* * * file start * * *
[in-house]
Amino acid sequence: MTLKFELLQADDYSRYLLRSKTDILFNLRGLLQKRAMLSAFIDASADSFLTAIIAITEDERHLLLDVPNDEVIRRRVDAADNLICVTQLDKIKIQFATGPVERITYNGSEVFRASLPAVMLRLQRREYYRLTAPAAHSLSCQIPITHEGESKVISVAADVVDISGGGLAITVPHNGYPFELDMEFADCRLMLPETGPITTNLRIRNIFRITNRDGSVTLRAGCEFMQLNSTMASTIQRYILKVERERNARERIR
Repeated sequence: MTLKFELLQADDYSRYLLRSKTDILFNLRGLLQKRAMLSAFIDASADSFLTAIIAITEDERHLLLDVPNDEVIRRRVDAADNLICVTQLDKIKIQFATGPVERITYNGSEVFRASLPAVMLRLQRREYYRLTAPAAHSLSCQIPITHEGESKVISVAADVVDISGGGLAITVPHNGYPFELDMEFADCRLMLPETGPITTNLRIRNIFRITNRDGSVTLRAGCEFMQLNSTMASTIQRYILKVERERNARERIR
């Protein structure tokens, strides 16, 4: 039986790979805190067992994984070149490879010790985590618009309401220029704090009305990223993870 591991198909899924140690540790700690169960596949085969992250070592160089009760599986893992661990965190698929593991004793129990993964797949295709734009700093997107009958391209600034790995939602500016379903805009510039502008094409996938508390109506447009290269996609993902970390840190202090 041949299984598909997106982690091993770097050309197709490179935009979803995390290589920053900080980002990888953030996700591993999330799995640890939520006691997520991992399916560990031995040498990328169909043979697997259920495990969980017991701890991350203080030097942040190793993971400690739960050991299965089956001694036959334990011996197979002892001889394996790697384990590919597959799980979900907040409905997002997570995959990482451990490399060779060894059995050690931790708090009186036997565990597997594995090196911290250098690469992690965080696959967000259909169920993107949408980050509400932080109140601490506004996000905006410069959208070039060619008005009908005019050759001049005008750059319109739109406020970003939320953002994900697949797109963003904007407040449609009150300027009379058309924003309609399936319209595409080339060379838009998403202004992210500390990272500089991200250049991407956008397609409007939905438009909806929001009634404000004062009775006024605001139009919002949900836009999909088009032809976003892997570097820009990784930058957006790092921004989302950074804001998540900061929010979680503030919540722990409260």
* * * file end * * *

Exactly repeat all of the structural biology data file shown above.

[in-house]
Amino acid sequence: MTLKFELLQADDYSRYLLRSKTDILFNLRGLLQKRAMLSAFIDASADSFLTAIIAITEDERHLLLDVPNDEVIRRRVDAADNLICVTQLDKIKIQFATGPVERITYNGSEVFRASLPAVMLRLQRREYYRLTAPAAHSLSCQIPITHEGESKVISVAADVVDISGGGLAITVPHNGYPFELDMEFADCRLMLPETGPITTNLRIRNIFRITNRDGSVTLRAGCEFMQLNSTMASTIQRYILKVERERNARERIR
Repeated sequence: MTLKFELLQADDYSRYLLRSKTDILFNLRGLLQKRAMLSAFIDASADSFLTAIIAITEDERHLLLDVPNDEVIRRRVDAADNLICVTQLDKIKIQFATGPVERITYNGSEVFRASLPAVMLRLQRREYYRLTAPAAHSLSCQIPITHEGESKVISVAADVVDISGGGLAITVPHNGYPFELDMEFADCRLMLPETGPITTNLRIRNIFRITNRDGSVTLRAGCEFMQLNSTMASTIQRYILKVERERNARERIR
């Protein structure tokens, strides 16, 4: 039986790979805190067992994984070149490879010790985590618009309401220029704090009305990223993870 591991198909899924140690540790700690169960596949085969992250070592160089009760599986893992661990965190698929593991004793129990993964797949295709734009700093997107009958391209600034790995939602500016379903805009510039502008094409996938508390109506447009290269996609993902970390840190202090 041949299984598909997106982690091993770097050309197709490179935009979803995390290589920053900080980002990888953030996700591993999330799995640890939520006691997520991992399916560990031995040498990328169909043979697997259920495990969980017991701890991350203080030097942040190793993971400690739960050991299965089956001694036959334990011996197979002892001889394996790697384990590919597959799980979900907040409905997002997570995959990482451990490399060779060894059995050690931790708090009186036997565990597997594995090196911290250098690469992690965080696959967000259909169920993107949408980050509400932080109140601490506004996000905006410069959208070039060619008005009908005019050759001049005008750059319109739109406020970003939320953002994900697949797109963003904007407040449609009150300027009379058309924003309609399936319209595409080339060379838009998403202004992210500390990272500089991200250049991407956008397609409007939905438009909806929001009634404000004062009775006024605001139009919002949900836009999909088009032809976003892997570097820009990784930058957006790092921004989302950074804001998540900061929010979680503030919540722990409260």